Adaptive and Responsive Design – two terms that are frequently thrown around interchangeably, especially in Web and software services. The definitions and the distinctions between them may seem a bit mystifying to those not in the industry. Even to some in the industry, the distinctions may seem blurred at best.
To clarify, there is a definite difference between adaptive and responsive design. Understanding these differences is very important, because current technological limitations make one far less possible to effectively implement than the other. With that in mind, let us step back and look at what distinguishes them from one another. Then, let’s see which one works currently with today’s tech trends, and what must be changed to facilitate the other in the future.
Adaptive and responsive design are both intended for the same root goal – diversity and flexibility. In a technological climate like today’s, with numerous platforms, device configurations and user mindsets, designs can no longer afford to be as rigid and standardized as they once were. We’ve been seeing this problem in mobile app and Web design for quite some time. Now it’s becoming an issue on PCs and consoles as well. The speed at which new mobile designs and systems is being released is phenomenal. In order for the end-result to be all-accessible, some form of non-rigidity in design conventions has to be implemented. This is where these two concepts come into play.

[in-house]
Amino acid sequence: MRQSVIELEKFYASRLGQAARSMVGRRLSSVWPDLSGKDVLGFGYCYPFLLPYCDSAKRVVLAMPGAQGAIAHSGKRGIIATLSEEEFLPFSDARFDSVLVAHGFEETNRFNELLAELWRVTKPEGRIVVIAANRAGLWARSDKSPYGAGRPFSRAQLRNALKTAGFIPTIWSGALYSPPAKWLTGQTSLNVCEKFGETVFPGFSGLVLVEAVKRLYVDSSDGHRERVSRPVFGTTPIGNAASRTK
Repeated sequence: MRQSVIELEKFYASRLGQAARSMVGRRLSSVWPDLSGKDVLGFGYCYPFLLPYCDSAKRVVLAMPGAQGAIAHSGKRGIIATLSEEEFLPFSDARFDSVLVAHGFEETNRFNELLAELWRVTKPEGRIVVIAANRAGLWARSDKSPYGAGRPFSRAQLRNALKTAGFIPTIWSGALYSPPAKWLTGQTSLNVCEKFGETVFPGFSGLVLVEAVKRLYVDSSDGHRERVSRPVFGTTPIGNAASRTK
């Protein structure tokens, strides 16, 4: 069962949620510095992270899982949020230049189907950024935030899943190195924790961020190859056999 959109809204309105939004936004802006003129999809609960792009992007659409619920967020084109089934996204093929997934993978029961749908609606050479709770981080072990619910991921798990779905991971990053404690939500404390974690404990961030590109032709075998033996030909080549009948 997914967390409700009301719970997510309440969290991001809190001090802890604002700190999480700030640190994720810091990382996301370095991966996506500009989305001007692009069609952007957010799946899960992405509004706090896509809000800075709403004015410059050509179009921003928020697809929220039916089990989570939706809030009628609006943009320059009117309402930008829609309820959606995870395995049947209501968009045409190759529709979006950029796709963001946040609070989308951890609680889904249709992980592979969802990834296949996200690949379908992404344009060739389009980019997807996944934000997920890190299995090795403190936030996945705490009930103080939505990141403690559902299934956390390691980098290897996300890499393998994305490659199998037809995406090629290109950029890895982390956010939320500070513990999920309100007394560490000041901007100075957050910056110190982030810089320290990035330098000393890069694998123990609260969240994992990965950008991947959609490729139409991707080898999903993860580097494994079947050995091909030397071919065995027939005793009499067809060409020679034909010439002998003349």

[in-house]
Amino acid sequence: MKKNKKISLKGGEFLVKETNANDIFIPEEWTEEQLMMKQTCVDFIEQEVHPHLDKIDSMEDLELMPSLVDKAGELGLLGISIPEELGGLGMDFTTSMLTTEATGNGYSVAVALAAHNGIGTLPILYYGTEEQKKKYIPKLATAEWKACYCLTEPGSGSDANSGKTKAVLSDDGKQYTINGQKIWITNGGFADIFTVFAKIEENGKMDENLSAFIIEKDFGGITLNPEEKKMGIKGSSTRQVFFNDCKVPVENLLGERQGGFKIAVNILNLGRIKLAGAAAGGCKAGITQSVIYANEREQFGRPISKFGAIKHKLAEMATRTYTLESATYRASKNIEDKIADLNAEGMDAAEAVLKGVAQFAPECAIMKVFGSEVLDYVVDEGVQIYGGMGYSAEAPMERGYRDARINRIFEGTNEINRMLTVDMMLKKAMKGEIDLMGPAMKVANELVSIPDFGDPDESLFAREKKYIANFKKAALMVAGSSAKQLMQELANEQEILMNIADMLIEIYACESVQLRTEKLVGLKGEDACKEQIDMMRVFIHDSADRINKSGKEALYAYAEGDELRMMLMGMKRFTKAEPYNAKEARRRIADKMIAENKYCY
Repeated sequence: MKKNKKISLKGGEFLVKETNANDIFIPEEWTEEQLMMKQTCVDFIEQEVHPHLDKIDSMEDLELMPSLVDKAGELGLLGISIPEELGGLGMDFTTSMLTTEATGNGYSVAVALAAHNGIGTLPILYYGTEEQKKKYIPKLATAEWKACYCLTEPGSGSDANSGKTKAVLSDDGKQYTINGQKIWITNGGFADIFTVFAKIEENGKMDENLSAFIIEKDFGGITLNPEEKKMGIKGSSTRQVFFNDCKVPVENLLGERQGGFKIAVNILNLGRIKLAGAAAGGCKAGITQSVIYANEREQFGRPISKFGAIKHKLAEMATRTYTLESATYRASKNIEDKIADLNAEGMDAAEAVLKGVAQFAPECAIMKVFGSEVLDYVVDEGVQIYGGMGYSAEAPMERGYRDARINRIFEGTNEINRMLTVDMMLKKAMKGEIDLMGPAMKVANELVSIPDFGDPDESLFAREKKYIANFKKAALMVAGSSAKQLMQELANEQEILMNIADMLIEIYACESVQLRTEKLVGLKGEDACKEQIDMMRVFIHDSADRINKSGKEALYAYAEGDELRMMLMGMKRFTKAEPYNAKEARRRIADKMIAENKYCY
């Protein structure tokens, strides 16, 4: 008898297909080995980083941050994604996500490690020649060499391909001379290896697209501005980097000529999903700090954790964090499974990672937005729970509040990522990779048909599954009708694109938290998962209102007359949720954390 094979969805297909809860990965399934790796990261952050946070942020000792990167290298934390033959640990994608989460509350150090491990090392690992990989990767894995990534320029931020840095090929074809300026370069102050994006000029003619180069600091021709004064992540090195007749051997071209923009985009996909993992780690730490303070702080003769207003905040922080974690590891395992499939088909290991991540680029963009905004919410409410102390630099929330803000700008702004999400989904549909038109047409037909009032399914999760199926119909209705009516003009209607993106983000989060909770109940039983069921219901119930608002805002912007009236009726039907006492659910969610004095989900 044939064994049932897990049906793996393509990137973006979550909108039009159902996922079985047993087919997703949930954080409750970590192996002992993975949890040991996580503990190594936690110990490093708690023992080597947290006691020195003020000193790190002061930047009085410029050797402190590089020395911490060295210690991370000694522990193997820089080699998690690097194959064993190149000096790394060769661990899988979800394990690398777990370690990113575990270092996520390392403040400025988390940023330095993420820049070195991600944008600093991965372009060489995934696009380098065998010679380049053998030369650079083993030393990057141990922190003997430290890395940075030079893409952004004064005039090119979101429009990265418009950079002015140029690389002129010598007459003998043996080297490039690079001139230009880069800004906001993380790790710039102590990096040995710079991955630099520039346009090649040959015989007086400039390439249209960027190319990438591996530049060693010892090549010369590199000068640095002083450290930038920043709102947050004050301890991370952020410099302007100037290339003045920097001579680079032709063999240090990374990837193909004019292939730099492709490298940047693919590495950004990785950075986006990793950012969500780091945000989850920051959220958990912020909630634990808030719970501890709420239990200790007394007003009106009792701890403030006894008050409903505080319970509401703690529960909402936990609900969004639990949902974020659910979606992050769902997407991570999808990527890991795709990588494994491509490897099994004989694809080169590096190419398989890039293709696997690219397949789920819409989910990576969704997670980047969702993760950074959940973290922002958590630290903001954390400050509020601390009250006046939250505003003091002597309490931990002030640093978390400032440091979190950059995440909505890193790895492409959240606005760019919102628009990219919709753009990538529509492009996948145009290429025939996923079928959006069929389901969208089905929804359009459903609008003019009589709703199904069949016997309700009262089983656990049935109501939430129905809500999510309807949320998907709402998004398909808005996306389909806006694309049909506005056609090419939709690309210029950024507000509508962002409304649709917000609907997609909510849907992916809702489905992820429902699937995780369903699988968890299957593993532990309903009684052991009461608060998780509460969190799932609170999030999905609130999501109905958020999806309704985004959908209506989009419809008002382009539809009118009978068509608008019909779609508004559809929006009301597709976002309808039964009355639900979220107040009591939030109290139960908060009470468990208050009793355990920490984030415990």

Responsive design involves an automatic configuration of software or service through one line of code, in order to best fit the platform through which users access it. Responsive design works well, but has limitations as it is a rather unconventional kind of programming mentality. However, the alternative, adaptive design, promises something new.
With adaptive design, the software is self-aware, learning user-patterns and platforms from experience. It is centralized over internet updating, so that it can, on its own, make the most use out of any platform for any specific user. It basically adapts to user-patterns in conjunction with benchmarking on devices to have new contingencies for any combination of user-patterns and device design that it may encounter. When new systems, designs or user patterns emerge, it should theoretically quickly learn these, so that in the future, it works proficiently in this scenario without any difficulty thereafter.
With current computing power and logic philosophies behind programming, this is just a pipe dream. The centrality of processing is reliant upon super-Cloud systems that do not exist yet. The capacity to learn and adapt freely requires an application framework that does not follow the current rules. For the time being, adaptive design is merely conceptual, though some more sophisticated, heavily automated models of responsive design have been labeled the earliest instances of this nascent architecture.
In the future, systems must change and frameworks must adopt new rules in order for adaptive design to truly work. Perhaps the promise of this will stimulate the further development of higher Cloud functionality – it cannot exist without it.